Fearing what will happen after the US military’s promised pull-out from Afghanistan, Zabulon Simantov is packing his bags for Israel. Simantov has faithfully looked after the nation’s only operational synagogue for decades, but now he will close the doors for good.
“I managed to protect the synagogue in Kabul like a lion of Jews here,” he told Arab News on Sunday.
Simantov, like many Afghanistan minority populations, is concerned about what will happen after the US troops leave. It is likely that the Taliban or another similar group will move in to fill the vacancy left behind.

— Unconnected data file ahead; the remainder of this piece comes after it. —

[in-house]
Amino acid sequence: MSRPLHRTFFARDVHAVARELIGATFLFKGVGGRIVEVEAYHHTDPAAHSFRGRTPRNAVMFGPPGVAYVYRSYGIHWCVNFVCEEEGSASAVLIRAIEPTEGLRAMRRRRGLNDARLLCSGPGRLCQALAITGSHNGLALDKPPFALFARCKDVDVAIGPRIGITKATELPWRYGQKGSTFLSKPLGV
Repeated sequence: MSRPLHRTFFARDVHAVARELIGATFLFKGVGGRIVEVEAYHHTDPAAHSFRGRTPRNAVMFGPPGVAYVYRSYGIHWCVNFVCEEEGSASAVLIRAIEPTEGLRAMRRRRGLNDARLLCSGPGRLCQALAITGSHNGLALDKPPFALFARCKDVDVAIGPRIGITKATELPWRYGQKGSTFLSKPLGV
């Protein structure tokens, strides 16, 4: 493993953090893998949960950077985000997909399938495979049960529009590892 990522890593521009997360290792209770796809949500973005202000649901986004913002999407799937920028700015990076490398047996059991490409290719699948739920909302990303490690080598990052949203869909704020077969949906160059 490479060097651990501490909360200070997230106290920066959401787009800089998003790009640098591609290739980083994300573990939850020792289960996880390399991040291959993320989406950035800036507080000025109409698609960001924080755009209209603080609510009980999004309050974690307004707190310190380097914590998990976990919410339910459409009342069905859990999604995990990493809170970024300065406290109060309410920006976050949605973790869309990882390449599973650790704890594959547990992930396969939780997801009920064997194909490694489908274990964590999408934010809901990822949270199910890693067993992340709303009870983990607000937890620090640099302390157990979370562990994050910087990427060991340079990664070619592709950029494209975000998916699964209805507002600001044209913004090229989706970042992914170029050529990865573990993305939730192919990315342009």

“If the Taliban return, they are going to push us out with a slap in the face,” he told Radio Free Europe last week.
Simantov was born in Herat, Afghanistan, and is a carpet and jewelry salesman by trade. The Jewish history in this region of western Afghanistan stretches back possibly as far as the Assyrian exile and at least to Cyrus the Great and the Persian empire. At one time, Herat was the heart of the Jewish community in Afghanistan, with an estimated population of 40,000 Jews in the early 1800s.
Simantov’s wife, a Jew from neighboring Tajikistan, and their two daughters have lived in Israel since 1998. Simantov remained in his native land to tend to the last functioning synagogue there. Soon, Simantov said, “I will watch TV in Israel to find out what is happening in Afghanistan.”